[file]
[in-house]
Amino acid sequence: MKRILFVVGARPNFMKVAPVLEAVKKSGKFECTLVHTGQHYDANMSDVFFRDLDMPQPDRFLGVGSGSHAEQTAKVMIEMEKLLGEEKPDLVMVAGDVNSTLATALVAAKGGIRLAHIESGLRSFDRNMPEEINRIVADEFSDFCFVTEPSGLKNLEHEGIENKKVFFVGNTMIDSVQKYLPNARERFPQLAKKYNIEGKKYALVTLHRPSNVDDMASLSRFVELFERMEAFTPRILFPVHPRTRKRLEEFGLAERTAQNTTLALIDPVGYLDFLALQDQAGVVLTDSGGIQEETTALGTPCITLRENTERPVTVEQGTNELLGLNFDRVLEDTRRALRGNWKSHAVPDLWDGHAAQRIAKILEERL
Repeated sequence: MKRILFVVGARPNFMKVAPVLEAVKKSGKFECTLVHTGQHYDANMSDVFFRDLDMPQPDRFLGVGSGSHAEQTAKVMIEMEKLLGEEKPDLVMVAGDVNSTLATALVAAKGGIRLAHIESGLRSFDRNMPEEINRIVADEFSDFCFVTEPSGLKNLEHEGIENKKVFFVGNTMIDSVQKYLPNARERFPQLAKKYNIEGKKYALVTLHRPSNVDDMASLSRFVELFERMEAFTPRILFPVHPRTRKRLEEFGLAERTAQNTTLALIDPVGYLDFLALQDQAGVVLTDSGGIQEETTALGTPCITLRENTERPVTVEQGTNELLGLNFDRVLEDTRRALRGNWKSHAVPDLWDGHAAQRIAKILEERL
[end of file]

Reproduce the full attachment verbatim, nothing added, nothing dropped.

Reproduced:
[in-house]
Amino acid sequence: MKRILFVVGARPNFMKVAPVLEAVKKSGKFECTLVHTGQHYDANMSDVFFRDLDMPQPDRFLGVGSGSHAEQTAKVMIEMEKLLGEEKPDLVMVAGDVNSTLATALVAAKGGIRLAHIESGLRSFDRNMPEEINRIVADEFSDFCFVTEPSGLKNLEHEGIENKKVFFVGNTMIDSVQKYLPNARERFPQLAKKYNIEGKKYALVTLHRPSNVDDMASLSRFVELFERMEAFTPRILFPVHPRTRKRLEEFGLAERTAQNTTLALIDPVGYLDFLALQDQAGVVLTDSGGIQEETTALGTPCITLRENTERPVTVEQGTNELLGLNFDRVLEDTRRALRGNWKSHAVPDLWDGHAAQRIAKILEERL
Repeated sequence: MKRILFVVGARPNFMKVAPVLEAVKKSGKFECTLVHTGQHYDANMSDVFFRDLDMPQPDRFLGVGSGSHAEQTAKVMIEMEKLLGEEKPDLVMVAGDVNSTLATALVAAKGGIRLAHIESGLRSFDRNMPEEINRIVADEFSDFCFVTEPSGLKNLEHEGIENKKVFFVGNTMIDSVQKYLPNARERFPQLAKKYNIEGKKYALVTLHRPSNVDDMASLSRFVELFERMEAFTPRILFPVHPRTRKRLEEFGLAERTAQNTTLALIDPVGYLDFLALQDQAGVVLTDSGGIQEETTALGTPCITLRENTERPVTVEQGTNELLGLNFDRVLEDTRRALRGNWKSHAVPDLWDGHAAQRIAKILEERL